But that is precisely what the Facebook page does not leave room for, or 500 friends, time for. Literally does not leave room for. E-mail, with its rapid-fire etiquette and scrolling format, already trimmed the letter down to a certain acceptable maximum, perhaps a thousand words. Now, with Facebook, the box is shrinking even more, leaving perhaps a third of that length as the conventional limit for a message, far less for a comment. (And we all know the deal on Twitter.) The 10-page missive has gone the way of the buggy whip, soon to be followed, it seems, by the three-hour conversation. Each evolved as a space for telling stories, an act that cannot usefully be accomplished in much less. Posting information is like pornography, a slick, impersonal exhibition. Exchanging stories is like making love: probing, questing, questioning, caressing. It is mutual. It is intimate. It takes patience, devotion, sensitivity, subtlety, skill—and it teaches them all, too.

They call them social-networking sites for a reason. Networking once meant something specific: climbing the jungle gym of professional contacts in order to advance your career. The truth is that Hume and Smith were not completely right. Commercial society did not eliminate the self-interested aspects of making friends and influencing people, it just changed the way we went about it. Now, in the age of the entrepreneurial self, even our closest relationships are being pressed onto this template. A recent book on the sociology of modern science describes a networking event at a West Coast university: “There do not seem to be any singletons—disconsolately lurking at the margins—nor do dyads appear, except fleetingly.” No solitude, no friendship, no space for refusal—the exact contemporary paradigm. At the same time, the author assures us, “face time” is valued in this “community” as a “high-bandwidth interaction,” offering “unusual capacity for interruption, repair, feedback and learning.” Actual human contact, rendered “unusual” and weighed by the values of a systems engineer. We have given our hearts to machines, and now we are turning into machines. The face of friendship in the new century.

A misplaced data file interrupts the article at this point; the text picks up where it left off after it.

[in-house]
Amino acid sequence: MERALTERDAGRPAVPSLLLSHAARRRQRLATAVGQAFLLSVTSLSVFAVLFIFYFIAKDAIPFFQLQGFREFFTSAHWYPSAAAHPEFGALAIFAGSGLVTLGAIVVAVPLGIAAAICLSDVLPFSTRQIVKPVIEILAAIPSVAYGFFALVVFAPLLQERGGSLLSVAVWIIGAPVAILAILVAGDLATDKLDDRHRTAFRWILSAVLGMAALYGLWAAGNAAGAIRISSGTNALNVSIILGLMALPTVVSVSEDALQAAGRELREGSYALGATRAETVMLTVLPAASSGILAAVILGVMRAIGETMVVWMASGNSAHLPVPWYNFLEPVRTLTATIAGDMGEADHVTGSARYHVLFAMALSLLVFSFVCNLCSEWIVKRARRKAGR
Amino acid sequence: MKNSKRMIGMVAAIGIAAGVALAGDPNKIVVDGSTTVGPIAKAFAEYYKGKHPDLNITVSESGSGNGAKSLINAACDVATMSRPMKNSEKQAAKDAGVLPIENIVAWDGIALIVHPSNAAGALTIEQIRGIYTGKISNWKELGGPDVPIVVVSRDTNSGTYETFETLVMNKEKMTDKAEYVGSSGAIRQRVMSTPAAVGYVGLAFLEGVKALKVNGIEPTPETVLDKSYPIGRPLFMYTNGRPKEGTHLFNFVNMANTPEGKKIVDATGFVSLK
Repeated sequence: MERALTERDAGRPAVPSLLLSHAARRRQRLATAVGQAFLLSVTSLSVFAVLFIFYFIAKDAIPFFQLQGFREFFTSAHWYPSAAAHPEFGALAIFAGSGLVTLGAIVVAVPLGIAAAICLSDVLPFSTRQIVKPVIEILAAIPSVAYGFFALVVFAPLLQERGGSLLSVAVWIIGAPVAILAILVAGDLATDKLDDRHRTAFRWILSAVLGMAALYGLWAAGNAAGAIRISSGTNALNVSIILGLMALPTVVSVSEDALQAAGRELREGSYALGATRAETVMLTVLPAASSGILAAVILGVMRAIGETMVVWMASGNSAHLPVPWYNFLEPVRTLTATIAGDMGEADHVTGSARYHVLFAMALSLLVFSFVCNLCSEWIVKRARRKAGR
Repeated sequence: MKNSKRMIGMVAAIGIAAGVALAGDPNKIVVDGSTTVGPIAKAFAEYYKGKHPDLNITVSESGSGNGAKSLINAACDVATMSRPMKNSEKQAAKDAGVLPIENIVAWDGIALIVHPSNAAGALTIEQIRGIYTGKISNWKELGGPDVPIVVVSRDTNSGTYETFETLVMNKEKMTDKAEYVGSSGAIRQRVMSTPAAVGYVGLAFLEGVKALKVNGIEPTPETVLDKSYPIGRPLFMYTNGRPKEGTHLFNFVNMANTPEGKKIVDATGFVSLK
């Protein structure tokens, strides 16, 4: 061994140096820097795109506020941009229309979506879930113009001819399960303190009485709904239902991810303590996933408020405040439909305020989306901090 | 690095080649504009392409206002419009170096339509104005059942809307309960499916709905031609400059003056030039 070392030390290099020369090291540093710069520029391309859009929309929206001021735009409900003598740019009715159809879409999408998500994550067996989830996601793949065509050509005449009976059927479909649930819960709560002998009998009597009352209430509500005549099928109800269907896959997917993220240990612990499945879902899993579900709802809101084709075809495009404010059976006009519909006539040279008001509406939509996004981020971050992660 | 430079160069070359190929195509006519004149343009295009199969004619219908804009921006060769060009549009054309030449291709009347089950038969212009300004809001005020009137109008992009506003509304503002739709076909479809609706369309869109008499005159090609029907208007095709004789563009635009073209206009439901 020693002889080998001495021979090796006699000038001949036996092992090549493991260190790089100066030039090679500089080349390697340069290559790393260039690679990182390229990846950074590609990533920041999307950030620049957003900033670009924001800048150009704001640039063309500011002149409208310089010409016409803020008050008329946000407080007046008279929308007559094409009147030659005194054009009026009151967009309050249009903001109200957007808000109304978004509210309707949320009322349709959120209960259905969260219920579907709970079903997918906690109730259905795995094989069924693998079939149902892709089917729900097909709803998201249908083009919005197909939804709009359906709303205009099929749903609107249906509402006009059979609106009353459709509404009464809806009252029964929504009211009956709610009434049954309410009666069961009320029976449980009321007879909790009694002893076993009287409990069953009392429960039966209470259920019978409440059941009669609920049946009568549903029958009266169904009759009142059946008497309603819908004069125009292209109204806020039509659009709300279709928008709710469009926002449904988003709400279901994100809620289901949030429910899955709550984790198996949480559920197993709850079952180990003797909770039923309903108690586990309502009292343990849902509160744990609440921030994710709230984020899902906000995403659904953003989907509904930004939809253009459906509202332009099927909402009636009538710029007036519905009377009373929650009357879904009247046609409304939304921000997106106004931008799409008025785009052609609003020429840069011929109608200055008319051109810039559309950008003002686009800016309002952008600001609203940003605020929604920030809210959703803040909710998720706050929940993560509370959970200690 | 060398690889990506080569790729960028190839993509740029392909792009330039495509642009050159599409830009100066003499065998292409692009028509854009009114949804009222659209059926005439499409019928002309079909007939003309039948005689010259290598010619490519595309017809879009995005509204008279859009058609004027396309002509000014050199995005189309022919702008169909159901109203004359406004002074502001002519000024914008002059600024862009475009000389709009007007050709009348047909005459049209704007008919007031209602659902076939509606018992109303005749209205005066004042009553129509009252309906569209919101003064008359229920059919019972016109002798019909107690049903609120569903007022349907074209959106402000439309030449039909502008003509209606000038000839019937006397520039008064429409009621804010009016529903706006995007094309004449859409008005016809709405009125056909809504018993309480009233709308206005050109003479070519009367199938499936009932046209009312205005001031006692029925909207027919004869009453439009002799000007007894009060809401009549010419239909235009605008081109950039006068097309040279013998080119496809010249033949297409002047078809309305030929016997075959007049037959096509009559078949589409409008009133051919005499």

Excerpt from “The End of Solitude”, a paper by Socioligist William Deresiewicz.

Originally published in The Chronicle of Higher Education, Washington, D.C.

Source http://chronicle.com/section/Opinion-Ideas/40/

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6 responses

17 02 2010
violetslife

“We have given our hearts to machines, and now we are turning into machines.”

Don’t you think the article above is a bit extreme? What about games like “World of Warcraft” of “Second Life” where people actually do lose themselves in the game. Facebook is a place to connect with friends, even distant ones. It allows us to keep in touch with people we may otherwise forget. Without this kind of technology, who is going to keep in touch with old highschool friends and such thousands of miles away? You can see how they are doing my chatting with them and viewing their pictures and current information.

You tag this under “Isolation” and “Loneliness”, when really it would be a lot more lonely NOT to have a Facebook and await the occasional handwritten letter that comes once a month at most, slowly losing contact with the ones we once loved.

22 02 2010
Quinton McCauley

Thanks for your thoughts – interesting. I do agree that Facebook is useful for keeping in touch with friends – especially distant ones. I use it myself for this purpose, and even RSVP to social events on it etc.

The point of this article however, was to challenge the assumption that communicating via a technology medium is as enriching, connecting and personal as a personal face to face (or voice) conversation with a friend. Facebook by its very nature encourages a public “broadcast yourself” approach to social connection, rather than that of private / intimate communication and connection. I believe it is for this reason that Facebook has experienced such astronomical growth – it does something that email does not do. A couple of points that struck me in the article were: